The second is to do with vision or moral choices. Slack was the only business in our recent interview series which translated all their text for every language – others made the practical decision based on market size. Many businesses choose to go above the accessibility legal requirements because they want their inclusive values to be borne out in their product. 

There’s a final argument, too – product quality. You can think of a non-inclusive product as a kind of technical debt. Many of the internationalization or accessibility initiatives businesses go through in middle life can be extremely painful; where sensible decisions taken from the beginning can make your product more robust for more users without slowing you down. 

What are the challenges with inclusive design? 

That’s why do it – but here’s why it’s difficult.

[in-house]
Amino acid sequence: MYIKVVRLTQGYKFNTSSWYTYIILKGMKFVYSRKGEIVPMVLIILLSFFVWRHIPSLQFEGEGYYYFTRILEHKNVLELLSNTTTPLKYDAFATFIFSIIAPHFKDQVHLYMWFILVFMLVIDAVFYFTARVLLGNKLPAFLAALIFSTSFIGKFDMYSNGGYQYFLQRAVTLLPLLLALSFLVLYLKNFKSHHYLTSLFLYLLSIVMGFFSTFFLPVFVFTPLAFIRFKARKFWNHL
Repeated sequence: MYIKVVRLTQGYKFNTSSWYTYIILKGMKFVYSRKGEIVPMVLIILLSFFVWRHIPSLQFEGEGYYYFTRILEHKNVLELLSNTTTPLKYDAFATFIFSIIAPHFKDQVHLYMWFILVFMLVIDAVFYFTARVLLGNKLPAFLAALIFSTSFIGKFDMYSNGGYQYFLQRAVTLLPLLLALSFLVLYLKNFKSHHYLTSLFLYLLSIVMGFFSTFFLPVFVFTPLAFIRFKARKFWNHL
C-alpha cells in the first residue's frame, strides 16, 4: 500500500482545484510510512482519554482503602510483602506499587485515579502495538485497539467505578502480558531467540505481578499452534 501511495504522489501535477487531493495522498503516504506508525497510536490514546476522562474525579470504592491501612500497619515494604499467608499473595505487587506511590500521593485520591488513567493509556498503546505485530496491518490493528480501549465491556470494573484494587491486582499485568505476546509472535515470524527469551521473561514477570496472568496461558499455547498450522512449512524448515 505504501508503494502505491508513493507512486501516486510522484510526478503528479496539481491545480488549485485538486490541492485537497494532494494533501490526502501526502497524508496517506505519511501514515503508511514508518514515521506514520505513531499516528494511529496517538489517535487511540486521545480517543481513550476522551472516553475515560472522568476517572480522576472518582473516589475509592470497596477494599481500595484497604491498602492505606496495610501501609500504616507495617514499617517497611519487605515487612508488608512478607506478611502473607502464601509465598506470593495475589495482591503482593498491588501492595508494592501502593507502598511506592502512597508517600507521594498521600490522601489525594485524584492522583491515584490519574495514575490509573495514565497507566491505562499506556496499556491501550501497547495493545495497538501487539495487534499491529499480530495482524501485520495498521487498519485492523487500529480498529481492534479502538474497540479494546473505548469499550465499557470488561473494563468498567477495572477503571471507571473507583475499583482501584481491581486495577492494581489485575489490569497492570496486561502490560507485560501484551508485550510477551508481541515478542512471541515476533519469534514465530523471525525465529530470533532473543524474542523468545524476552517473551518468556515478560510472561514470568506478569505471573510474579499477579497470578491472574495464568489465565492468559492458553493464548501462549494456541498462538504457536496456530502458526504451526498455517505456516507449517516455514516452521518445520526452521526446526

Designing inclusively creates two challenges, and it’s something we see all the time among businesses who first start out with GAT. We know them as the shoes problem and the need effect.

The shoes problem 

The shoes problem is the most obvious and important area in software design. It’s based on the “walk a mile in my shoes” expression. It’s not enough to ask users what they think, you have to experience what your users think and feel.

Take the advice of Paul Graham, the famous Y-combinator founder. He advises founders to “make something for yourself” because it’s an easy way of adhering to the foundry’s motto, “make something people want.” 

The need effect 

Microsoft points out that there are two types of users of assistive technology. Those who need it, and those who “use it out of preference for a more comfortable or convenient computing experience”.

The “need effect” describes the product management processes whereby low-hanging fruit in terms of different user preferences is ignored. 

When you have a “need”, a business will typically work forward from the user group  (e.g. “deaf user requirements”) until the specification is complete (e.g. “we’re compatible with screen readers XYZ”).  

In contrast, when you have a user “preference”, a business will typically work backwards from a business problem (“insufficient growth in Italy”) to identify an area of work they should do. (“Translate into Italian”).